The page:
Suicide on the Border

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We do not know what drove him from his home to the border, seeking asylum and safety in the United States. We do not know if he was pursued by gangs or drug cartels. We do not know whether he sought help from Mexican police or not. We do not even know his name. 

What we do know is that U.S. officials would not even listen to his story. They would not allow him to ask for asylum or to plead his case before a judge. They turned him back on the bridge between Reynosa, Mexico and Pharr, Texas. That’s when he took his knife and cut his own throat and died, right there on the border on Wednesday afternoon. 

Reporting on the asylum seeker’s suicide, Reuters notes

“Many Mexicans who seek refuge in the United States say their lives are at risk at home from violent criminal gangs, which have made parts of the country increasingly perilous. Homicides have reached record levels in Mexico during the last two years.”

The unnamed Mexican asylum seeker’s suicide comes less than three months after 43-year-old Roylan Hernandez-Diaz, a Cuban asylum seeker, killed himself in a U.S. immigration prison. 

Hernandez-Diaz had passed the first hurdles in the difficult and lengthy process of applying for asylum. In June 2019, he convinced an asylum officer that he had “credible fear” of returning to Cuba

“Hernandez’s wife said she last spoke to him after an immigration court hearing on Oct. 9, and he told her that the judge had asked him to find more evidence of the persecution he faced in Cuba — something he had trouble doing from a detention center in Louisiana.”

When he went on a hunger strike to protest abusive conditions during his five months in ICE custody, he was put in solitary confinement as punishment. That’s when he killed himself. 

This is not how asylum is supposed to work. 

This is not how the United States is supposed to work. 

The Trump administration has imposed restriction after restriction on the asylum process. (And on refugees. And on family reunification. And on labor certification. And on citizenship. And on and on and on.)

Among the most recent restrictions:

  • Metering at the border severely restricts the number of people allowed to ask for asylum. That leaves tens of thousands waiting in Mexico. Many come from Central America, but some come from Mexico, and some from as far away as Russia and China and Nigeria. They wait for months, not knowing when or whether they will be allowed to approach the U.S. officials and ask for asylum. That’s the policy that turned away the Mexican asylum seeker.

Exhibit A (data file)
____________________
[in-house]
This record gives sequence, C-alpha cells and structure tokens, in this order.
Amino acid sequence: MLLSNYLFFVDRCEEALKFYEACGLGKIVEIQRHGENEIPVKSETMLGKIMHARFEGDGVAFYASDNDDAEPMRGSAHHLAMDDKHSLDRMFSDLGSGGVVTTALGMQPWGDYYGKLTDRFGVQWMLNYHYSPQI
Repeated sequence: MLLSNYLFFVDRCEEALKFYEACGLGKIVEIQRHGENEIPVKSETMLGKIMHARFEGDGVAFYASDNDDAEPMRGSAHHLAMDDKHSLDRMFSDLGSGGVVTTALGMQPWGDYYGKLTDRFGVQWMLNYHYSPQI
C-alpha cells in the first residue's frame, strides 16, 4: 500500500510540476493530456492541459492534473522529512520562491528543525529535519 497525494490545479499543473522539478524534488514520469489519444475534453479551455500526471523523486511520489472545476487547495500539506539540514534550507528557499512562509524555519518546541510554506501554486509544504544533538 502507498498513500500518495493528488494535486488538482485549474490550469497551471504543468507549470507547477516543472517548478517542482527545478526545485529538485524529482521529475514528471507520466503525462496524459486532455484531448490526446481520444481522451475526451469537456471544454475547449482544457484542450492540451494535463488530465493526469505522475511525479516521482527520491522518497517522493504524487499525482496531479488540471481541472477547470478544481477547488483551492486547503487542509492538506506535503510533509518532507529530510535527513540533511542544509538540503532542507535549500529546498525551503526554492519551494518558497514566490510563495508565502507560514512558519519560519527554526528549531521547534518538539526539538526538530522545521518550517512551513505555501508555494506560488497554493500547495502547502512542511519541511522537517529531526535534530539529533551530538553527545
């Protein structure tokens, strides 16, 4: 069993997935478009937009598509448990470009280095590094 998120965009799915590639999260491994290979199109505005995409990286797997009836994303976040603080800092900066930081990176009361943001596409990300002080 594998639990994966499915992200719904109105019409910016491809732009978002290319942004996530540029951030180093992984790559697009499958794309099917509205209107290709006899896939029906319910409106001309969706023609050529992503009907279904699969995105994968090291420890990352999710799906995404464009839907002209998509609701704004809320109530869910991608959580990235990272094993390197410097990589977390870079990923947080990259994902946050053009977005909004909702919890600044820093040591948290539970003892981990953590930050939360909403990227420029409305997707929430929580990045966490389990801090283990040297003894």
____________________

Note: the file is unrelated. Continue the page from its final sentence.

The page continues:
• The Remain in Mexico policy sends asylum seekers back to Mexico AFTER they have shown credible fear of returning to their own countries. U.S. policy requires them to remain in Mexico for months between court hearings—despite the criminals who target waiting asylum seekers there, despite lack of housing that leaves many sleeping on cold sidewalks. Some asylum seekers are bused as much as 300 miles away from the court that they must return to for a hearing. 
  • Indefinite detention for asylum seekers is Trump administration policy, despite court orders saying this is not legal. That’s why Roylan Hernandez-Diaz was held in immigration prison for five months, until he killed himself. 
  • Just Say NO—The administration has said it will not allow anyone to apply for asylum if they have passed through a third country on their way to the United States or if they have crossed other than at a port of entry—both denials clearly in violation of U.S. asylum law. The administration has begun shipping asylum seekers to Guatemala, rather than allowing them to apply in the United States, and now says it will send others to Honduras. 
  • A proposed regulation will double the waiting time for employment authorization for asylum seekers who have made it into the United States and are waiting for their cases to be completed—a process that can take years. 
  • Another proposed regulation will bar anyone convicted of a crime in the United States (even DUI) from being granted asylum, and will even bar some people who are accused but not convicted. This regulation will strip all discretion from immigration judges so that they cannot evaluate cases on their merits. 

What You Can Do

File a comment. The two proposed regulations cannot be implemented until after a public comment period, and after the comments are considered by the Department of Homeland Security. One concrete action you can take: file a comment. The deadline for comment on the proposed regulation on criminal convictions is January 21. 

Call Congress. Tell your Congress members that asylum seekers and refugees must be protected. Tell them that you know they have many priorities, but this must be a high priority and they must pay attention and take action.

 

About Mary Turck

News Day, written by Mary Turck, analyzes, summarizes, links to, and comments on reports from news media around the world, with particular attention to immigration, education, and journalism. Fragments, also written by Mary Turck, has fiction, poetry and some creative non-fiction. Mary Turck edited TC Daily Planet, www.tcdailyplanet.net, from 2007-2014, and edited the award-winning Connection to the Americas and AMERICAS.ORG, in its pre-2008 version. She is also a recovering attorney and the author of many books for young people (and a few for adults), mostly focusing on historical and social issues.
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